You took a step in the grass and felt a squish under your foot. The rancid smell hit you. It would not have killed the dog owner to pick up after their pup!
It is bad enough to step in it, but it can seriously impact the environment. In particular, it impacts watersheds. Your foot smells, but imagine a stream flowing with putrid poop bacteria.
Local dog owners like Courtney Reese are often unaware of the way dog poop impacts the environment. While she believes in cleaning up after her dog in order to be a good dog owner, she never considered how her poop scooping efforts positively impact local watersheds.
“My dog, Murray, goes through bags faster than other dogs because he is a puppy, but I am willing to buy them because it is part of being a dog owner,” said Reese.
Reese believes college kids either might not want to pay for bags to pick up the poop or they are unwilling to reach down to grab it.
“There was a stretch of time where bags were not provided at my apartment complex,” said Courtney Reese, local dog owner. “When bags were not provided, people were way less likely to pick up the poop.”
Not picking up dog poop risks exposing local watersheds to E. coli.
This E. coli enters watersheds when rain water washes dog poop into it through smaller streams. This risks humans being exposed to the bacteria when drinking or playing in the water.
When humans are exposed to some strains of E. coli, it can cause symptoms like abdominal cramps, bloody diarrhea, and vomiting when humans are exposed to it.
Lake Herrick in Athens, Georgia has undergone changes to lower E. coli levels with the goal of opening up the lake to recreational activity, according to Watershed UGA, a University of Georgia Department focusing on the improvement of watersheds on campus.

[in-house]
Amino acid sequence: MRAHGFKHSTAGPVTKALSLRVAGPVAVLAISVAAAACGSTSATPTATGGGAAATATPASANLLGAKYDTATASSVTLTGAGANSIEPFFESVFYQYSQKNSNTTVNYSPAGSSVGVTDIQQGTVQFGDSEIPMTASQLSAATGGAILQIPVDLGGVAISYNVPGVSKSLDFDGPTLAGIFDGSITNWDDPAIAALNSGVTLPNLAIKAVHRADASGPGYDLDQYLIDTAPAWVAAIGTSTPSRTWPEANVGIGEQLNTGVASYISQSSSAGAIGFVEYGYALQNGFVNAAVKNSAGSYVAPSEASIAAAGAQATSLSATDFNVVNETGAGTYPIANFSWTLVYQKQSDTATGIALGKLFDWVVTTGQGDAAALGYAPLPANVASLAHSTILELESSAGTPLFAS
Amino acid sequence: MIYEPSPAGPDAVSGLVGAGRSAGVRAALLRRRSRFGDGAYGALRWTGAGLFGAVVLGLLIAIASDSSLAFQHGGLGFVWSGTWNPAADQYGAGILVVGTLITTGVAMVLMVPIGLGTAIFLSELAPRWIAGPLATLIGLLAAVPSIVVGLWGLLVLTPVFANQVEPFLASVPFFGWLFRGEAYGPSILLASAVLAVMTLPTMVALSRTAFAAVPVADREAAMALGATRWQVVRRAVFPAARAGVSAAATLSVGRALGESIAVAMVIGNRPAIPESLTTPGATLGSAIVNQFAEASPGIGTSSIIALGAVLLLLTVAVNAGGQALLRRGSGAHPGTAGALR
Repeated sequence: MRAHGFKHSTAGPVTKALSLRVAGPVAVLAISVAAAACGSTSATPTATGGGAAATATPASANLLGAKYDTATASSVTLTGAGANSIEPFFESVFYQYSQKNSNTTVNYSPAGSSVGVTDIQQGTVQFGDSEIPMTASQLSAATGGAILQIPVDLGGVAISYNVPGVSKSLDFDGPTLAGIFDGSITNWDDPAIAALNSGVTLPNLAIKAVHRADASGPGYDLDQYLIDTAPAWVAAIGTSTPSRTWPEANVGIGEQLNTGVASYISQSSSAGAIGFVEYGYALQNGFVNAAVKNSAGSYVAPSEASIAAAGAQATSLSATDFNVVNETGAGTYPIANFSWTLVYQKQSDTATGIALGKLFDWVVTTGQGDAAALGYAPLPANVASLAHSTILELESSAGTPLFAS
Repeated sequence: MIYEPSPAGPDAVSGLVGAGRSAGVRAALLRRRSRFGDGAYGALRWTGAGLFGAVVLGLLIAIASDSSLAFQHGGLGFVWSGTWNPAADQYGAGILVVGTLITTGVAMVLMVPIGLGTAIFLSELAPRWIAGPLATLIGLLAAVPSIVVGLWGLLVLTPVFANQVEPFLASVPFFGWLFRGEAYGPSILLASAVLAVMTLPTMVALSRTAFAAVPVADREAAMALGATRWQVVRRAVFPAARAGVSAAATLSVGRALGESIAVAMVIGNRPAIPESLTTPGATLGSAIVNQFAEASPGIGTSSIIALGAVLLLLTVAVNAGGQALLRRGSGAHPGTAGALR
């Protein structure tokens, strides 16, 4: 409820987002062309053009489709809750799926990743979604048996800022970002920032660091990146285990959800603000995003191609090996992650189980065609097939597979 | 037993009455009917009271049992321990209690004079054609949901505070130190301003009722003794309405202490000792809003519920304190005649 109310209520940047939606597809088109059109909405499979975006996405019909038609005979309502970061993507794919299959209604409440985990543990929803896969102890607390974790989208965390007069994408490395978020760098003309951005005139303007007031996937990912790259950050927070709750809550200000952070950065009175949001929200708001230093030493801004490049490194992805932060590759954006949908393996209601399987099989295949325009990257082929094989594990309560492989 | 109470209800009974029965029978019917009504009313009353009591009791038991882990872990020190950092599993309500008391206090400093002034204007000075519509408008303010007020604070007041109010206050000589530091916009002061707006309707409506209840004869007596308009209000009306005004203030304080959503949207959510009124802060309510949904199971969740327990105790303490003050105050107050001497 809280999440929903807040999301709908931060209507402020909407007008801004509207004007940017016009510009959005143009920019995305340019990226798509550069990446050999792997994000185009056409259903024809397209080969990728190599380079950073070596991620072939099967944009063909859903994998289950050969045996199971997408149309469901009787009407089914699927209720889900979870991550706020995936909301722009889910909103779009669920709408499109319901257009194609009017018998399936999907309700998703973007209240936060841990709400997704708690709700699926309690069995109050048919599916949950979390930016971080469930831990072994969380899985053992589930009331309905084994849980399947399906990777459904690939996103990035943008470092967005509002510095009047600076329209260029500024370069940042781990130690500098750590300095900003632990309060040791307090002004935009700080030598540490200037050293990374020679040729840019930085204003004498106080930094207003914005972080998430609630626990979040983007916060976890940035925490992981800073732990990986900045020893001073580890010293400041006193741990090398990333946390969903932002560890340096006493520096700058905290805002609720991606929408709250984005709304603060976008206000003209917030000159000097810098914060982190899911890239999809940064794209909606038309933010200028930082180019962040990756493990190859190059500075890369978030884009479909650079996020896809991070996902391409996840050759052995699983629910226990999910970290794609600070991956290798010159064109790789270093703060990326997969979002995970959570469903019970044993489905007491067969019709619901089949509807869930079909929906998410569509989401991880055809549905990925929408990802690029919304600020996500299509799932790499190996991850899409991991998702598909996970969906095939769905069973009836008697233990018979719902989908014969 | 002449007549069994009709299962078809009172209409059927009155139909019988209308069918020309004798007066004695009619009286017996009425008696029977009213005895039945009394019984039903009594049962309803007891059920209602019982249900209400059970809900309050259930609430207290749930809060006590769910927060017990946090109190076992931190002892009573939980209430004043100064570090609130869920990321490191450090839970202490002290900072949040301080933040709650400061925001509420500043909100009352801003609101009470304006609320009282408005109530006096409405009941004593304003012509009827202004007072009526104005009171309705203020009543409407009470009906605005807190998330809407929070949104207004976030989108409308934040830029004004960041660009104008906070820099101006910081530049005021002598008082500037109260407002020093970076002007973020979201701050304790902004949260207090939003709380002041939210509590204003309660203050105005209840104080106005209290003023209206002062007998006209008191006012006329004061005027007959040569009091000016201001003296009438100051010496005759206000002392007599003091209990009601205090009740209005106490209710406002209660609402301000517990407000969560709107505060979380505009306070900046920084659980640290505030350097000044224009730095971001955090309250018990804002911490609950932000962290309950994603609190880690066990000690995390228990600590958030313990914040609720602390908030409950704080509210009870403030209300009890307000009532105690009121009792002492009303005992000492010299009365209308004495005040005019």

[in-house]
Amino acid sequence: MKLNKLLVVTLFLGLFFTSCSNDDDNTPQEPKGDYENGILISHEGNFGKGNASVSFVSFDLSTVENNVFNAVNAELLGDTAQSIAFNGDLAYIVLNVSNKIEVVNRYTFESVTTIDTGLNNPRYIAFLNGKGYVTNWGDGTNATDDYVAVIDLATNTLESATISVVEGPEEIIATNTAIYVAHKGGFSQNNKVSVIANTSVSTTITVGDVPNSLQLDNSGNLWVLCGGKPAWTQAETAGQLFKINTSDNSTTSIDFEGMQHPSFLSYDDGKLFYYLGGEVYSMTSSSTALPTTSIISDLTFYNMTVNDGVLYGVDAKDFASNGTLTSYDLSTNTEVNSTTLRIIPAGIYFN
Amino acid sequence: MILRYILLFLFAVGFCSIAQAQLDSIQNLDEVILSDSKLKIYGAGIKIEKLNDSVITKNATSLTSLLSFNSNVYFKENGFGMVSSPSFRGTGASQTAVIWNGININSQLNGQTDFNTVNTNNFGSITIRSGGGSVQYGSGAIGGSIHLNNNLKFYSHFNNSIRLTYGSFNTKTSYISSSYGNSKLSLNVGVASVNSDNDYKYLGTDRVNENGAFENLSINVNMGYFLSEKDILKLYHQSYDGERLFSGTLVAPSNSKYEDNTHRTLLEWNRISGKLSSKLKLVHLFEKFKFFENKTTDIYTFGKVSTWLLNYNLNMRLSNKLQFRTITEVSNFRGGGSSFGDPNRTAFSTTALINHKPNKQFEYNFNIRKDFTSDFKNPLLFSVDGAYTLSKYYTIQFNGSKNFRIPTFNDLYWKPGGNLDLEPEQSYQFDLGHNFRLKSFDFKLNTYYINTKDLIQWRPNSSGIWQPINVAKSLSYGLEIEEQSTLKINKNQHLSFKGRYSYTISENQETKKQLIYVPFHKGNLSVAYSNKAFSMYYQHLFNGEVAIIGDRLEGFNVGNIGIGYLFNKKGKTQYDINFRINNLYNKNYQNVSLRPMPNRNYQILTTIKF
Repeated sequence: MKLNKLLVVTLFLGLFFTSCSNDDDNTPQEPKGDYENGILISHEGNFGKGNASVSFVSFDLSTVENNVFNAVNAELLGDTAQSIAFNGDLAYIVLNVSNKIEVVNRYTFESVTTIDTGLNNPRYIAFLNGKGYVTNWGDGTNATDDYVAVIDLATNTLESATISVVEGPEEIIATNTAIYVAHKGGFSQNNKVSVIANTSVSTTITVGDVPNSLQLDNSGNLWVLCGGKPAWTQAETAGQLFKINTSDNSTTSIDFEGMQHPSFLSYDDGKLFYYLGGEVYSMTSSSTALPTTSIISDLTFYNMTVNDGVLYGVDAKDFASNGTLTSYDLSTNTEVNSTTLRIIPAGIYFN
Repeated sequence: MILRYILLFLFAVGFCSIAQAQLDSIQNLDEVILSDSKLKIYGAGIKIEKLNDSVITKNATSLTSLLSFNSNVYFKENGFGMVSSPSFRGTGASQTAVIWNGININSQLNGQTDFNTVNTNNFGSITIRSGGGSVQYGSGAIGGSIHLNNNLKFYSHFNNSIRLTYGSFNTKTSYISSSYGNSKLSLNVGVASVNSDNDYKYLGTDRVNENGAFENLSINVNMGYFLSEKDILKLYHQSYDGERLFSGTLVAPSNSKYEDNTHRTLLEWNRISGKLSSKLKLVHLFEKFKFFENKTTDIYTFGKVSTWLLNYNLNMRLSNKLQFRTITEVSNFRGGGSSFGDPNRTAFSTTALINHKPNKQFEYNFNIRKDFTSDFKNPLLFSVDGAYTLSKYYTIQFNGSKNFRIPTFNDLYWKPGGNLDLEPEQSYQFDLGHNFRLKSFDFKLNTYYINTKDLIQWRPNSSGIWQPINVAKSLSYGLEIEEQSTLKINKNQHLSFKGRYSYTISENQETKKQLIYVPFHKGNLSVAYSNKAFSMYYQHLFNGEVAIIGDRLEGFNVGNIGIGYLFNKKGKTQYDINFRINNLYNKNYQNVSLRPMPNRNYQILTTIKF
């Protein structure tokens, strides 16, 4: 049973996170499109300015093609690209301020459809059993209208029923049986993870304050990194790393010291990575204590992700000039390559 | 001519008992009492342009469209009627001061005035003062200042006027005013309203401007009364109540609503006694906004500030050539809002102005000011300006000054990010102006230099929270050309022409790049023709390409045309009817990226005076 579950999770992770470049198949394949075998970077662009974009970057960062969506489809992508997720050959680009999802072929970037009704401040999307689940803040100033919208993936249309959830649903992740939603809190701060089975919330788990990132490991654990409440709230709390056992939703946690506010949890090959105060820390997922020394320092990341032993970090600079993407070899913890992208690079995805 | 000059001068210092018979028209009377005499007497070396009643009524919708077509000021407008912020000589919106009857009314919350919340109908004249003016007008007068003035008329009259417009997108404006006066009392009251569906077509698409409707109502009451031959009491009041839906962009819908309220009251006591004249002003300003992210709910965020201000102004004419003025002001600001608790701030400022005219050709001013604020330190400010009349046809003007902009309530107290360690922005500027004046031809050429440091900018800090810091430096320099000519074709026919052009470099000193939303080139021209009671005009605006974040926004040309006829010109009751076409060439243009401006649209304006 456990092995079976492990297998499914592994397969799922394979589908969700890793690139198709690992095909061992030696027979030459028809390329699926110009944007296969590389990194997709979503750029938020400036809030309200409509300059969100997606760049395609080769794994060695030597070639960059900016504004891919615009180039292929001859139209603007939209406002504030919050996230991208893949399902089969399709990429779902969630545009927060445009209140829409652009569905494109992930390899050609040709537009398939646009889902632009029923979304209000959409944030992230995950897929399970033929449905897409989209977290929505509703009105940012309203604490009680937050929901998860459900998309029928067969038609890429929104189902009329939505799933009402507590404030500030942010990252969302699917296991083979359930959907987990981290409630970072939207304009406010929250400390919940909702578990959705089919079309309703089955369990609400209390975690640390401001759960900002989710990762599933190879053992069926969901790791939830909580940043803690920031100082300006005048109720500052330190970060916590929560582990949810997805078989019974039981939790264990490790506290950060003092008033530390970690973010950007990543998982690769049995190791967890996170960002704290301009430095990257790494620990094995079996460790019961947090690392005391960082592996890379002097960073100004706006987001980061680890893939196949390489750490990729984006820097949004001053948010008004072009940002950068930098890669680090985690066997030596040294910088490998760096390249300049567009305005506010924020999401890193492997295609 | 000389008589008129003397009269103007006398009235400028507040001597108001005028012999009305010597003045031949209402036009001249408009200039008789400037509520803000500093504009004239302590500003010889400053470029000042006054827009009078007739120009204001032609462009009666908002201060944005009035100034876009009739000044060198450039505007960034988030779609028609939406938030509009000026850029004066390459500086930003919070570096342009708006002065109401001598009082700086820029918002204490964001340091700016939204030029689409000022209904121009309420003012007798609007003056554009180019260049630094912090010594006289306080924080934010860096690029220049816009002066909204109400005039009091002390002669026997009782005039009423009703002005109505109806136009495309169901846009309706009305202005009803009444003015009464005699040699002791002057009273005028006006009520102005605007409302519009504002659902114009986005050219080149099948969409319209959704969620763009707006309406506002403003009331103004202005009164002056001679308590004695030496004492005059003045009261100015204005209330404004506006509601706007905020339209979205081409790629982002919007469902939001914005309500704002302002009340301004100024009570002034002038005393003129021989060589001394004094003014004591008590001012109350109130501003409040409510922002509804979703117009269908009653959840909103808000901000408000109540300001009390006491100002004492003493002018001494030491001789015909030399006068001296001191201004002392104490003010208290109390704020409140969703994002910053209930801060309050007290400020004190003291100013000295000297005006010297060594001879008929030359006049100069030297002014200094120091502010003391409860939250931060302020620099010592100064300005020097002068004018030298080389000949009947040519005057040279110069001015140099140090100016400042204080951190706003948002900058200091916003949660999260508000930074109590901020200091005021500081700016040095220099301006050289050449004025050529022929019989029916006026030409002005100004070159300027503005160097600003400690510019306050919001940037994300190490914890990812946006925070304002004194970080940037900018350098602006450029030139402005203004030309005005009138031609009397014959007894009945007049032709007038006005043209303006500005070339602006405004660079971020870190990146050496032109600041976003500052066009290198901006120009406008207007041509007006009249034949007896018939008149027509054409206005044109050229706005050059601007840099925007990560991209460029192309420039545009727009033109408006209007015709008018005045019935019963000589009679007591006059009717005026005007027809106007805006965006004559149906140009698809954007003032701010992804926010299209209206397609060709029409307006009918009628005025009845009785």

There is a dog park near Lake Herrick, which exposes the lake to E. coli from dog droppings through smaller streams. This happens when pet owners neglect to clean up after their dogs. When an unusual amount of poop is in an area, it causes more E. coli than usual to drain into the watershed, according to Watershed UGA.
“Now, there is a restriction on dogs there. They have to be on a leash, and you have to pick up after them,” said Gabi Rosenthal, Watershed UGA spokesperson. “The difficult thing is that it is hard to enforce these restrictions.”
According to Rosenthal, E. coli causes issues for animal and plant life because it impairs oxygen levels in the water.
Researchers at the University of Georgia measure the E. coli levels in Lake Herrick regularly.
Ashwini Kannan, a University of Georgia graduate student in the College of Engineering, studies the E. coli levels at Lake Herrick. While she is a graduate student, the professor leading this research, David Radcliffe, referred me to her for information because she is the one who collects and analyzes it.
She said Lake Herrick’s E. coli levels have not gone above normal recreational levels, but the primary concern is the high levels of E. coli in the steams leading to Lake Herrick, which spike during rainstorms.
“The poop directly drains to the streams because of the rain, and there is not anything to filter it,” said Kannan.
She investigates where the E. coli comes from at from at Lake Herrick by collecting water samples, filtering the sediment, and extracting the DNA from the sediment.
She said concentrations of animal poop contaminating the smaller streams leading to Lake Herrick cause the biggest concern.
“When we don’t scoop the poop, it is an undesirable addition to the environment. Even a little might cause a spike in the E. coli level because [Lake Herrick] is a very small watershed,” said Kannan.
Fortunately, the University of Georgia is working to improve water quality at Lake Herrick to reopen it for recreational activities by 2018.
Your decision to pick up after your pet causes a direct impact on the environment and your own health.